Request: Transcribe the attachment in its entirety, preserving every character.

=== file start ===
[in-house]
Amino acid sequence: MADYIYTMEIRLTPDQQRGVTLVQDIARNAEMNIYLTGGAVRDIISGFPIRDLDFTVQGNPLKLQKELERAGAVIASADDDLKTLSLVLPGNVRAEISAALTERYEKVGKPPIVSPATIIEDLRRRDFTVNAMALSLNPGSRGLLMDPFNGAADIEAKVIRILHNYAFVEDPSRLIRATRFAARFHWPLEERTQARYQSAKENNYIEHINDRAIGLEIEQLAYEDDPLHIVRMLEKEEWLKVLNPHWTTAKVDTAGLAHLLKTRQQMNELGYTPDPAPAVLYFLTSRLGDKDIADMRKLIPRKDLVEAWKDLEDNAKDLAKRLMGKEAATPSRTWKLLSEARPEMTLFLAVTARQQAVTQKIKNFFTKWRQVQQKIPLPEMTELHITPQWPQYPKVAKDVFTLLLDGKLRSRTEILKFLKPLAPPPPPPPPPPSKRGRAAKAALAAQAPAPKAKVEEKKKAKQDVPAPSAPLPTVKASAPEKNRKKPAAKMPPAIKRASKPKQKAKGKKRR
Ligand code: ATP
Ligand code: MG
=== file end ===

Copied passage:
[in-house]
Amino acid sequence: MADYIYTMEIRLTPDQQRGVTLVQDIARNAEMNIYLTGGAVRDIISGFPIRDLDFTVQGNPLKLQKELERAGAVIASADDDLKTLSLVLPGNVRAEISAALTERYEKVGKPPIVSPATIIEDLRRRDFTVNAMALSLNPGSRGLLMDPFNGAADIEAKVIRILHNYAFVEDPSRLIRATRFAARFHWPLEERTQARYQSAKENNYIEHINDRAIGLEIEQLAYEDDPLHIVRMLEKEEWLKVLNPHWTTAKVDTAGLAHLLKTRQQMNELGYTPDPAPAVLYFLTSRLGDKDIADMRKLIPRKDLVEAWKDLEDNAKDLAKRLMGKEAATPSRTWKLLSEARPEMTLFLAVTARQQAVTQKIKNFFTKWRQVQQKIPLPEMTELHITPQWPQYPKVAKDVFTLLLDGKLRSRTEILKFLKPLAPPPPPPPPPPSKRGRAAKAALAAQAPAPKAKVEEKKKAKQDVPAPSAPLPTVKASAPEKNRKKPAAKMPPAIKRASKPKQKAKGKKRR
Ligand code: ATP
Ligand code: MG